Priestless funerals on the horizon

Priestless funerals

Ireland is poised for a significant shift in funeral ceremonies

The Association of Catholic Priests predicts that priestless funerals will become increasingly common by the decade’s end.

Fr Roy Donovan, the priests’ association spokesperson, foresees that ceremonies led by lay ministers, often without a funeral Mass, will become firmly established in a few years.

The change will particularly impact densely populated urban areas.

Training programmes for parishioners have been initiated in dioceses nationwide, including Dublin.

“Lay people are being trained at the moment at dioceses around the country to perform funeral duties, and it’s exactly what’s needed because the burden on priests has to be relieved.

“There are fewer priests than ever before, and they are ageing.

“Yet people still expect a priest to lead a funeral Mass, which is becoming increasingly unrealistic,” said Donovan.

More than 70 new lay leaders in the dioceses of Clogher and Down and Connor are nearing the end of their training.

Delays for funerals

Families have been cautioned that the shrinking number of priests and a deepening vocations crisis could also lead to grouped or delayed funerals in the near future.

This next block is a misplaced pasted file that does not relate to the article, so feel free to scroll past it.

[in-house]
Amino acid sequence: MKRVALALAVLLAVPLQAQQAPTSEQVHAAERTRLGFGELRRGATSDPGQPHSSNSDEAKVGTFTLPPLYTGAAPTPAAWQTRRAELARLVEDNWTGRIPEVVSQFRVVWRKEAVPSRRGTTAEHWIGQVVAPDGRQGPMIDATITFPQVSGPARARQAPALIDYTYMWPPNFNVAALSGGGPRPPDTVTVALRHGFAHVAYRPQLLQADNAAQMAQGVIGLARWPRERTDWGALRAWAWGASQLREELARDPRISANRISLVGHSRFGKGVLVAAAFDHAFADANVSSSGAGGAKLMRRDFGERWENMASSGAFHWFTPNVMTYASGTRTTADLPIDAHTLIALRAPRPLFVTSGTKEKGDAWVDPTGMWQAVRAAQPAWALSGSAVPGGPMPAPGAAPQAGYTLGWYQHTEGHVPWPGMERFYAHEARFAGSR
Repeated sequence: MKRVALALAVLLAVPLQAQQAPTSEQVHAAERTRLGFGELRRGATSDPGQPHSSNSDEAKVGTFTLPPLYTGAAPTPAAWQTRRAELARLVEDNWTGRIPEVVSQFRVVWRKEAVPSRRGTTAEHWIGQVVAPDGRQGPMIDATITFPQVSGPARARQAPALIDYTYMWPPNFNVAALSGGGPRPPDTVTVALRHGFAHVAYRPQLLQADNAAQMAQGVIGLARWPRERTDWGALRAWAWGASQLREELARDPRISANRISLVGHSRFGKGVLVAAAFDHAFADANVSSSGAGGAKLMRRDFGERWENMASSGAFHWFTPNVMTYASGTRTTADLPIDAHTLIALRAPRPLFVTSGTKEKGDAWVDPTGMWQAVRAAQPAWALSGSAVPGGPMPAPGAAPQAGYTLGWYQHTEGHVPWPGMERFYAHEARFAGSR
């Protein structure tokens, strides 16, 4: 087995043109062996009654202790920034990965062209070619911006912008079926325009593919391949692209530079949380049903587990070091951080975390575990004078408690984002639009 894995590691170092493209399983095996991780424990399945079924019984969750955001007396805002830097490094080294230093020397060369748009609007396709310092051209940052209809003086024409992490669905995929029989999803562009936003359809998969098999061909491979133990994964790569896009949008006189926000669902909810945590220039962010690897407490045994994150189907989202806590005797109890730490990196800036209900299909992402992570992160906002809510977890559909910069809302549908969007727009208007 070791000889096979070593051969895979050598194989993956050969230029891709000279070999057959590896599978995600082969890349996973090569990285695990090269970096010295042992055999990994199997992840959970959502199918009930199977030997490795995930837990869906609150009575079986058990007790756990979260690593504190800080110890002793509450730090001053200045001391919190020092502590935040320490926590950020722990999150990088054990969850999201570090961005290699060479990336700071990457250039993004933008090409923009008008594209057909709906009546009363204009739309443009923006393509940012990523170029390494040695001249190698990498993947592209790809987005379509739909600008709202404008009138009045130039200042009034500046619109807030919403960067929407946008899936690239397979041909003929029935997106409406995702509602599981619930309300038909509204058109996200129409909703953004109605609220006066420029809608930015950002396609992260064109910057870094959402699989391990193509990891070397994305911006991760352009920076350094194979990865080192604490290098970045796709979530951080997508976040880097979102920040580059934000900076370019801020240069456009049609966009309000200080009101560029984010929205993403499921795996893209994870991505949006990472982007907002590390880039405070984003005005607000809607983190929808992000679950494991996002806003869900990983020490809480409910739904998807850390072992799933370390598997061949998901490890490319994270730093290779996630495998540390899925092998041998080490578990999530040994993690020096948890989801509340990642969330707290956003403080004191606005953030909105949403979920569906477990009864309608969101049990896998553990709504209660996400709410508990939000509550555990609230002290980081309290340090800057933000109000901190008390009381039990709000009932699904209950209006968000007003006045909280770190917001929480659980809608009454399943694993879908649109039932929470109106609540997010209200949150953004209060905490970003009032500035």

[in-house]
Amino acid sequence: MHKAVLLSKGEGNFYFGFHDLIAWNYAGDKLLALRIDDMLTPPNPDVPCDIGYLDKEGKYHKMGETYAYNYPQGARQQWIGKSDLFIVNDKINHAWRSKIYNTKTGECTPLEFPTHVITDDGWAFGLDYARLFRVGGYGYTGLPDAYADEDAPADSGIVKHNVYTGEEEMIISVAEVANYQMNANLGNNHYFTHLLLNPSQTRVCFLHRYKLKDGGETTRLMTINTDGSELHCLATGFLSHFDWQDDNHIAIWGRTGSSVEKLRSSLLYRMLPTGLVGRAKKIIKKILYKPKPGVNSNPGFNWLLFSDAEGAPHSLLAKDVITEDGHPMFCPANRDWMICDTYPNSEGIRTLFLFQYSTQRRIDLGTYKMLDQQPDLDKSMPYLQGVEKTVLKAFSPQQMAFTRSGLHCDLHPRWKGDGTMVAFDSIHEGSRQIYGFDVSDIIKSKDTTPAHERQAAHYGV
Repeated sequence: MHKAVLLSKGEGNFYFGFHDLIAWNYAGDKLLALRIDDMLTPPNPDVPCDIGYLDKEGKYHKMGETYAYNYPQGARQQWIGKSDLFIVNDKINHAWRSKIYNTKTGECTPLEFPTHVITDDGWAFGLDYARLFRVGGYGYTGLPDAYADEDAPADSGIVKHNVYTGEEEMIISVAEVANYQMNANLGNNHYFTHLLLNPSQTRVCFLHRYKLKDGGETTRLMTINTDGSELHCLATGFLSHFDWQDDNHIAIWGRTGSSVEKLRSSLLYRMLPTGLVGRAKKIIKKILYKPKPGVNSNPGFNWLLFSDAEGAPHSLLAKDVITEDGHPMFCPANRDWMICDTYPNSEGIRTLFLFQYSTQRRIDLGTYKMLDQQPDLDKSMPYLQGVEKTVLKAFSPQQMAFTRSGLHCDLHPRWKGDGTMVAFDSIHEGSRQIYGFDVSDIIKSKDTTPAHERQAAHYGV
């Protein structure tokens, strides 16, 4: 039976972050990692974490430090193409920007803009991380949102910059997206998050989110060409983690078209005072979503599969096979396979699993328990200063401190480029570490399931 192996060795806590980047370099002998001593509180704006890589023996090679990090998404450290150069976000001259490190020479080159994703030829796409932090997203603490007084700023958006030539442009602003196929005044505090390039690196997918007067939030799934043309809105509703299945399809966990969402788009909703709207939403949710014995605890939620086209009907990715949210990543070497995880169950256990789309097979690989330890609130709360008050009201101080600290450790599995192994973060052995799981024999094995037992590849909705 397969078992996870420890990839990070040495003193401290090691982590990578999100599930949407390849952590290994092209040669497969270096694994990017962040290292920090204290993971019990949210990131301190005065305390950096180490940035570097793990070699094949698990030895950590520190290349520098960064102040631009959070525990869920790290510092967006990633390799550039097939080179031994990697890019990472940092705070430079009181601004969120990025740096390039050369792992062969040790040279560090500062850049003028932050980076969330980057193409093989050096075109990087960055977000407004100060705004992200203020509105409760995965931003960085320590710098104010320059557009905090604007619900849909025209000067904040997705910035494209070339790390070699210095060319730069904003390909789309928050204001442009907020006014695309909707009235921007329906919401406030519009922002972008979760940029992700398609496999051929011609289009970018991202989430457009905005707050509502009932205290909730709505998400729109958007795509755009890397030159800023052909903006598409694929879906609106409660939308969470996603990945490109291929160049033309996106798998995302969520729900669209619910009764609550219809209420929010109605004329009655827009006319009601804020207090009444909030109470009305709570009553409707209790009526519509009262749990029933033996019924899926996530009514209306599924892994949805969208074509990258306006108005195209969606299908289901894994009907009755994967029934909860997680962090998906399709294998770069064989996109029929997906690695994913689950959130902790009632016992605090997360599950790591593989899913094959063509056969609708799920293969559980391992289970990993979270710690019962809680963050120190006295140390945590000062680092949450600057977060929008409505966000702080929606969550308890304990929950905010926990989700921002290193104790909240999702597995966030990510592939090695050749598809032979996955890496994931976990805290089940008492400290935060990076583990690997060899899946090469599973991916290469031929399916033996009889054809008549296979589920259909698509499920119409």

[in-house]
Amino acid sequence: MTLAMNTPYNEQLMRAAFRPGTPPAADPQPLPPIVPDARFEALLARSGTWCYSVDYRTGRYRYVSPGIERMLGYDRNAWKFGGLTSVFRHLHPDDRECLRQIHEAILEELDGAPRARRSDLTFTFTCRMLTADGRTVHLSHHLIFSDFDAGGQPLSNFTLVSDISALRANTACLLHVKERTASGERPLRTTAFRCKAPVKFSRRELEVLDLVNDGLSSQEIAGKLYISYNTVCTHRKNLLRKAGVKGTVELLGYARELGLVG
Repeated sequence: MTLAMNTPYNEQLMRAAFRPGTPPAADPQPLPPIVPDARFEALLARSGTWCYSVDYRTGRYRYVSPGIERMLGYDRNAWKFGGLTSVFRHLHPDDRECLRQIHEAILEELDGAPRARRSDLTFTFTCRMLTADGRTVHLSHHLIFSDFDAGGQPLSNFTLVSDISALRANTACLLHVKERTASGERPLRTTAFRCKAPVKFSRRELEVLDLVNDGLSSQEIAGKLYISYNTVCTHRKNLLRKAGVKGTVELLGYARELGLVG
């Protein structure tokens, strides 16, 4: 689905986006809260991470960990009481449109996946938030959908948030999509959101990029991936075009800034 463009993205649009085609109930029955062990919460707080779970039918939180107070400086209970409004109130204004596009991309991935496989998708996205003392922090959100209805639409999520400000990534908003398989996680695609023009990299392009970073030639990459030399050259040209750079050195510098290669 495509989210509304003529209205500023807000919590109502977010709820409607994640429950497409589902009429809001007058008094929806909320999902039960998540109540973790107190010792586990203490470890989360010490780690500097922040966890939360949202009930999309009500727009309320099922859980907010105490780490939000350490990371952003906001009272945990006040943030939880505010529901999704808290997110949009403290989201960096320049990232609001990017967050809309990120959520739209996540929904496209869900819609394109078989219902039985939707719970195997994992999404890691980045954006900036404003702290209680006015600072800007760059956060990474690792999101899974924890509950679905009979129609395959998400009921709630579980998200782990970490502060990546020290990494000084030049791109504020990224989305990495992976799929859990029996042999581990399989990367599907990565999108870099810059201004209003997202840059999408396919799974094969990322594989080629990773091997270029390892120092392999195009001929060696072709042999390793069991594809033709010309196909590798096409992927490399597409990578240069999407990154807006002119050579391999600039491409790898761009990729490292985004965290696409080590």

In the coming years, lay individuals are expected to take on more central roles in funeral ceremonies, supporting grieving families and assisting in various aspects except for conducting a funeral Mass.

“Certainly, by the end of the decade, it’ll become common to see laity and priests sharing responsibilities throughout the country while, in cities, we’ll start to see funeral ceremonies without a mass because there won’t be a priest available,” suggested Donovan.

If families desire a priest to lead a funeral Mass, they may need to wait a week or two, akin to practices in England.

Additionally, multiple funerals may likely occur simultaneously to cope with the impact of the priest shortage.


Irish Mirror

CathNews New Zealand

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